Notes for an address to the Association canadienne-française de l’Ontario du grand Sudbury at the launch of their “J’affiche aussi en français” awareness campaign
Sudbury, Ontario, April 30, 2014
Graham Fraser - Commissioner of Official Languages
Check against delivery
Beginning of dialog
It is a pleasure to be back in the City of Greater Sudbury. Thank you to Joanne Gervais and everyone at the Association canadienne-française de l’Ontario du grand Sudbury for your kind invitation and warm welcome.
I was last here in 2010 to attend the International Conference on Language and Territory at Laurentian University, where I joined a panel discussion alongside my language commissioner counterparts from four other Canadian jurisdictions. During that visit, I think we all deepened our appreciation of the strides the Francophone community of Greater Sudbury has made and your deep historical roots in this region. Two years later, in 2012, the official languages champions’ annual conference took place here, drawing 50 representatives from various departments who were very impressed with the vitality of Sudbury’s Francophone presence.
We can rightly proclaim that one of Canada’s most vibrant official language minority communities has been taking shape here ever since the arrival of the first Francophones to the city in 1883—the year of Sudbury’s founding. Two hundred and sixty-eight years earlier, explorers named Brûlé and Champlain paddled down a waterway just south of town that came to be known as the French River. While they may not have known it at the time, these early bearers of French language and culture opened up trade and commercial opportunities for many living along its banks and for many who followed in the wake of their canoes.
Today, the Greater Sudbury region is the seat of a thriving Franco-Ontarian community that is fiercely proud of its history, its culture, its French-language institutions and its contributions to the area’s social and economic life. I wholeheartedly commend ACFO and its partner organizations that are actively aiding the development and growth of Francophone institutions in the region and beyond. You have played a major part in making this city what it is today and what it will be in the future—and that is what brings us together today at Collège Boréal, one of your treasured institutions.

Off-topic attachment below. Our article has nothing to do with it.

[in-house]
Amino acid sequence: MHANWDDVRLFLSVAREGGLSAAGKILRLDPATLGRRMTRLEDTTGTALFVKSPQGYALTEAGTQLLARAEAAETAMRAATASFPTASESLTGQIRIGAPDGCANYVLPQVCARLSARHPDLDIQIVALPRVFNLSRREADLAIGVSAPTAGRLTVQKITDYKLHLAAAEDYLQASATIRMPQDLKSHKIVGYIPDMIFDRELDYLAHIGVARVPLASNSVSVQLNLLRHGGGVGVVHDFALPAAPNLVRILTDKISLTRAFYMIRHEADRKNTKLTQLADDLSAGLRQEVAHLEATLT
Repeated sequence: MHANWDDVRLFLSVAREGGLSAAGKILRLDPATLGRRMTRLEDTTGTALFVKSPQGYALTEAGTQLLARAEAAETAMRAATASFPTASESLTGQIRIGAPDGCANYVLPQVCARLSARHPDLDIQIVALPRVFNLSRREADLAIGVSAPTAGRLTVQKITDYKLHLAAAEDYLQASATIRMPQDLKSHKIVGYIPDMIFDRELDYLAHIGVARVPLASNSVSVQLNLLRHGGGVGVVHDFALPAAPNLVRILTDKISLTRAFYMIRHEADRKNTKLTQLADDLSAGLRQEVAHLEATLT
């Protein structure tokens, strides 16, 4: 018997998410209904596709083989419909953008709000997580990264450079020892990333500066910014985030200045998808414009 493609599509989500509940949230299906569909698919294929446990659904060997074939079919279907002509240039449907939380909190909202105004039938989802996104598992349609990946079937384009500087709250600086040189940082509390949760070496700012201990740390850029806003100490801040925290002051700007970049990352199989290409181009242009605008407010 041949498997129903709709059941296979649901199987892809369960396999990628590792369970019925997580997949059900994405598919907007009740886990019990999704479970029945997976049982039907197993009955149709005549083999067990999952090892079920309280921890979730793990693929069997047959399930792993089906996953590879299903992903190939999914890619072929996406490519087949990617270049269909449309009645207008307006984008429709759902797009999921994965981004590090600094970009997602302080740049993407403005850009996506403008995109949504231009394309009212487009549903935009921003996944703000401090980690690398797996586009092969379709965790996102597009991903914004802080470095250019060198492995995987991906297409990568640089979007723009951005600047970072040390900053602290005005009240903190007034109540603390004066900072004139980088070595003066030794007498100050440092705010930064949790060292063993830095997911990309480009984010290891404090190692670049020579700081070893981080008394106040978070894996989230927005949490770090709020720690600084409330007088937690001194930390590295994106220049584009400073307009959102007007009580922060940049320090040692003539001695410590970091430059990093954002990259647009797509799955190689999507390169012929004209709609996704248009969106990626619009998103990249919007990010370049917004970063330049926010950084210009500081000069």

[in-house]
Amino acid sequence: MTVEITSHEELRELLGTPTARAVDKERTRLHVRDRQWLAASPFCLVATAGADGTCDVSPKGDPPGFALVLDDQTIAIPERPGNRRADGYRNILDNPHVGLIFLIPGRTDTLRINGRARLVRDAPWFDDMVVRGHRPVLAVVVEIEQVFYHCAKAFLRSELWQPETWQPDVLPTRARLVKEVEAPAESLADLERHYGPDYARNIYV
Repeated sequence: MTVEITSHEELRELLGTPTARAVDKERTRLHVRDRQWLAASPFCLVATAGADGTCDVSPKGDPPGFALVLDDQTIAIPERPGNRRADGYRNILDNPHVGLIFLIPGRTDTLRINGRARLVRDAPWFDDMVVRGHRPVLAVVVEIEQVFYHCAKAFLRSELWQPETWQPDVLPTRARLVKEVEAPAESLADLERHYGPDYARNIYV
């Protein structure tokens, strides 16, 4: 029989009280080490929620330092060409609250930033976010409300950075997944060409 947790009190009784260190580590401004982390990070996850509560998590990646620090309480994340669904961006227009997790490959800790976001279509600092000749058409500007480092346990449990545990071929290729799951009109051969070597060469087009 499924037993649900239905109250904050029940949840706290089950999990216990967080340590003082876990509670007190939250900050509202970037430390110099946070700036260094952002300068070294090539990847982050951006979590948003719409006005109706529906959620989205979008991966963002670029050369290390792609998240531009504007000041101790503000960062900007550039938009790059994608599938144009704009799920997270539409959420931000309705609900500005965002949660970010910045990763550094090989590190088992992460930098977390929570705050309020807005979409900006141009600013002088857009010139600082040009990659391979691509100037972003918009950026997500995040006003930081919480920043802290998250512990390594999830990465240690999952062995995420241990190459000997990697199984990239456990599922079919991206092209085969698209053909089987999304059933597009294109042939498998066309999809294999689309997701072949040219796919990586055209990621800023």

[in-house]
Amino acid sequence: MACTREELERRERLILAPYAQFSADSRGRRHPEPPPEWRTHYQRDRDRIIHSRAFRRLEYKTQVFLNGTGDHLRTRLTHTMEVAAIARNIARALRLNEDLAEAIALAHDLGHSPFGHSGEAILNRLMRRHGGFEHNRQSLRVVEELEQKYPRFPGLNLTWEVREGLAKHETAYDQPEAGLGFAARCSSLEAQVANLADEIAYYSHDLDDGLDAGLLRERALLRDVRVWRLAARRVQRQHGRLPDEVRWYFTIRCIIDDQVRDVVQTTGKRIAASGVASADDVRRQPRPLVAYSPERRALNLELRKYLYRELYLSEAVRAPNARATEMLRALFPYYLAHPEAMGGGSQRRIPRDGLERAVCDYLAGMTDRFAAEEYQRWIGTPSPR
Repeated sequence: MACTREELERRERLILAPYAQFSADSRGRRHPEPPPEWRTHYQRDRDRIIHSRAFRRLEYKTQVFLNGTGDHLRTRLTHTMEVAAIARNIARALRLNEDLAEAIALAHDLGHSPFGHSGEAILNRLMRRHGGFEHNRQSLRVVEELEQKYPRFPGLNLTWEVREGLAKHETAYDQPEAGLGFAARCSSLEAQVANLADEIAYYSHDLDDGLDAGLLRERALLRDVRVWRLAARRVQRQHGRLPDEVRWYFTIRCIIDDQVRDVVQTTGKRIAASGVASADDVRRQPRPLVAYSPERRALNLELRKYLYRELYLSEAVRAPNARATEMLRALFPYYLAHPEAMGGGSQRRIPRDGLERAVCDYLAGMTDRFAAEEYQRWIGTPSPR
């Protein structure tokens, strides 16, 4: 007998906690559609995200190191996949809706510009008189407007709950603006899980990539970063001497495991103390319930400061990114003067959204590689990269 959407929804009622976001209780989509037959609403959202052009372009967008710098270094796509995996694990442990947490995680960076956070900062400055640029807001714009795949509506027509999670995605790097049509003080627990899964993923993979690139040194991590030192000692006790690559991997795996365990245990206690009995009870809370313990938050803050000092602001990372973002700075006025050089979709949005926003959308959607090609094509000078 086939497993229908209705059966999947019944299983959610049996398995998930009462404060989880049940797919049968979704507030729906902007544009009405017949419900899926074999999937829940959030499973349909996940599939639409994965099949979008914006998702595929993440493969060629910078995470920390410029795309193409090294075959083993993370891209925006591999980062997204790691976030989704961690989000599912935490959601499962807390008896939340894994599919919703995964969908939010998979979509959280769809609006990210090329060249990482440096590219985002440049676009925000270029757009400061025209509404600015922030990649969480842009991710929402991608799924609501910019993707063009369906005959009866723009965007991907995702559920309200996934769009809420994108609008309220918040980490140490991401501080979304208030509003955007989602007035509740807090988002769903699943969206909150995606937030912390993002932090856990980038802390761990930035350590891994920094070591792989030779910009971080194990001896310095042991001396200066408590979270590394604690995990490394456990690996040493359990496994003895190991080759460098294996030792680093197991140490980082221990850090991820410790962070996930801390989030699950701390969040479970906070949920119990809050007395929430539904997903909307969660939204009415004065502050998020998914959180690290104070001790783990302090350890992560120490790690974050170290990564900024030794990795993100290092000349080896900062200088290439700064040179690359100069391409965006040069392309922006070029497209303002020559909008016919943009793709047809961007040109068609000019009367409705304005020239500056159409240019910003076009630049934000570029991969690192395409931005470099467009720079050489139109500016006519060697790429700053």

I have been asked to speak about “J’affiche aussi en français,” your brand new awareness campaign to encourage Sudbury’s private businesses and entrepreneurs to consider the benefits of communicating with Francophones in their language. First of all, congratulations to the Board of Directors and all members of ACFO for investing the time and energy to develop and launch this initiative. Grassroots organizations such as yours understand better than anyone the role the private sector plays in community vitality.
There is a certain competitive advantage that exists for businesses that make an effort to serve their clients in the official language of their choice. Businesses that want to succeed in the Canadian marketplace are more competitive when they use both official languages, as customers generally prefer to do business in their first language and feel more comfortable when they use it. This is true not just for unilingual Canadians, but also for people who are fluent in both official languages, as many people are in the Greater Sudbury area.
Language is much more than a simple communication tool. It is strongly connected to identity. In the words of the late Nelson Mandela: “If you talk to a man in a language he understands, that goes to his head. If you talk to him in his language, that goes to his heart.” These are words that will always ring true.